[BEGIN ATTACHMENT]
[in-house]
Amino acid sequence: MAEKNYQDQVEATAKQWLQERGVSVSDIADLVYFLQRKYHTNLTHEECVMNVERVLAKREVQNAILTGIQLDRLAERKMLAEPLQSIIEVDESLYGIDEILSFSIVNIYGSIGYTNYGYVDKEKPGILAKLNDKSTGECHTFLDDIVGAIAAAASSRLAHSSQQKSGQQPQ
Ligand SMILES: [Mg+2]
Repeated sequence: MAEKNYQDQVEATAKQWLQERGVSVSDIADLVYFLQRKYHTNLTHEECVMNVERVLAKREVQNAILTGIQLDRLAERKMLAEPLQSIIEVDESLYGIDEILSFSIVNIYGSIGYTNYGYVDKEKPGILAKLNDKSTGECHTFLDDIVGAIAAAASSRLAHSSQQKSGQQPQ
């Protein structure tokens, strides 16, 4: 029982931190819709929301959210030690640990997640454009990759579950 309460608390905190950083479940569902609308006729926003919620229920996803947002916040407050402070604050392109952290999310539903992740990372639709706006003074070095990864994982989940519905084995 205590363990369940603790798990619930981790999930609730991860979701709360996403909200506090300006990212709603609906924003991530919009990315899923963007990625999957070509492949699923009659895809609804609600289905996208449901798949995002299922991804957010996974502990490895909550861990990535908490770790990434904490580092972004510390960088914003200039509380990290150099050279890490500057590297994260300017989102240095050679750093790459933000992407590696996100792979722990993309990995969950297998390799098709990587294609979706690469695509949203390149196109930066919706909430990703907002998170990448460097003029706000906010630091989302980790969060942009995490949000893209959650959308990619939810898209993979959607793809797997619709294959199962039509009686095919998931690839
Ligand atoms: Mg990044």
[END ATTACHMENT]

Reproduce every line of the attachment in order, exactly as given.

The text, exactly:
[in-house]
Amino acid sequence: MAEKNYQDQVEATAKQWLQERGVSVSDIADLVYFLQRKYHTNLTHEECVMNVERVLAKREVQNAILTGIQLDRLAERKMLAEPLQSIIEVDESLYGIDEILSFSIVNIYGSIGYTNYGYVDKEKPGILAKLNDKSTGECHTFLDDIVGAIAAAASSRLAHSSQQKSGQQPQ
Ligand SMILES: [Mg+2]
Repeated sequence: MAEKNYQDQVEATAKQWLQERGVSVSDIADLVYFLQRKYHTNLTHEECVMNVERVLAKREVQNAILTGIQLDRLAERKMLAEPLQSIIEVDESLYGIDEILSFSIVNIYGSIGYTNYGYVDKEKPGILAKLNDKSTGECHTFLDDIVGAIAAAASSRLAHSSQQKSGQQPQ
């Protein structure tokens, strides 16, 4: 029982931190819709929301959210030690640990997640454009990759579950 309460608390905190950083479940569902609308006729926003919620229920996803947002916040407050402070604050392109952290999310539903992740990372639709706006003074070095990864994982989940519905084995 205590363990369940603790798990619930981790999930609730991860979701709360996403909200506090300006990212709603609906924003991530919009990315899923963007990625999957070509492949699923009659895809609804609600289905996208449901798949995002299922991804957010996974502990490895909550861990990535908490770790990434904490580092972004510390960088914003200039509380990290150099050279890490500057590297994260300017989102240095050679750093790459933000992407590696996100792979722990993309990995969950297998390799098709990587294609979706690469695509949203390149196109930066919706909430990703907002998170990448460097003029706000906010630091989302980790969060942009995490949000893209959650959308990619939810898209993979959607793809797997619709294959199962039509009686095919998931690839
Ligand atoms: Mg990044």